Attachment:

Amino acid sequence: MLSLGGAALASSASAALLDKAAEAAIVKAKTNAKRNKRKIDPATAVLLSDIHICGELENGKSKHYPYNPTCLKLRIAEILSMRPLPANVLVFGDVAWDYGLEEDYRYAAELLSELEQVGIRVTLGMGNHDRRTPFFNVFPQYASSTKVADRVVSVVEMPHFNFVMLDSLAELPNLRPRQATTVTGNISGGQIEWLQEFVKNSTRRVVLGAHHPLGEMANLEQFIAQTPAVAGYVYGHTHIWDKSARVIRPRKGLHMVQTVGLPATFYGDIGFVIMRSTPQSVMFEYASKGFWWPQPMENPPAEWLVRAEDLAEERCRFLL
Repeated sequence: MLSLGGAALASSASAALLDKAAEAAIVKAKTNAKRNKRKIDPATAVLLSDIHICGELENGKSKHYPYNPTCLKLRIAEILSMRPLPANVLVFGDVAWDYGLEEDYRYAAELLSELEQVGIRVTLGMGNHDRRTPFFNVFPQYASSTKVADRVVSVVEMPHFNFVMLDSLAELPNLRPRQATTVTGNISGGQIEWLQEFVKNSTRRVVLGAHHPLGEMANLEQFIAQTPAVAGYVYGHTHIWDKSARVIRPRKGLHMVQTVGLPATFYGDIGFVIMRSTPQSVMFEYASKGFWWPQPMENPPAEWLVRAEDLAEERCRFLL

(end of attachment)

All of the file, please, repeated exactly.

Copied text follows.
Amino acid sequence: MLSLGGAALASSASAALLDKAAEAAIVKAKTNAKRNKRKIDPATAVLLSDIHICGELENGKSKHYPYNPTCLKLRIAEILSMRPLPANVLVFGDVAWDYGLEEDYRYAAELLSELEQVGIRVTLGMGNHDRRTPFFNVFPQYASSTKVADRVVSVVEMPHFNFVMLDSLAELPNLRPRQATTVTGNISGGQIEWLQEFVKNSTRRVVLGAHHPLGEMANLEQFIAQTPAVAGYVYGHTHIWDKSARVIRPRKGLHMVQTVGLPATFYGDIGFVIMRSTPQSVMFEYASKGFWWPQPMENPPAEWLVRAEDLAEERCRFLL
Repeated sequence: MLSLGGAALASSASAALLDKAAEAAIVKAKTNAKRNKRKIDPATAVLLSDIHICGELENGKSKHYPYNPTCLKLRIAEILSMRPLPANVLVFGDVAWDYGLEEDYRYAAELLSELEQVGIRVTLGMGNHDRRTPFFNVFPQYASSTKVADRVVSVVEMPHFNFVMLDSLAELPNLRPRQATTVTGNISGGQIEWLQEFVKNSTRRVVLGAHHPLGEMANLEQFIAQTPAVAGYVYGHTHIWDKSARVIRPRKGLHMVQTVGLPATFYGDIGFVIMRSTPQSVMFEYASKGFWWPQPMENPPAEWLVRAEDLAEERCRFLL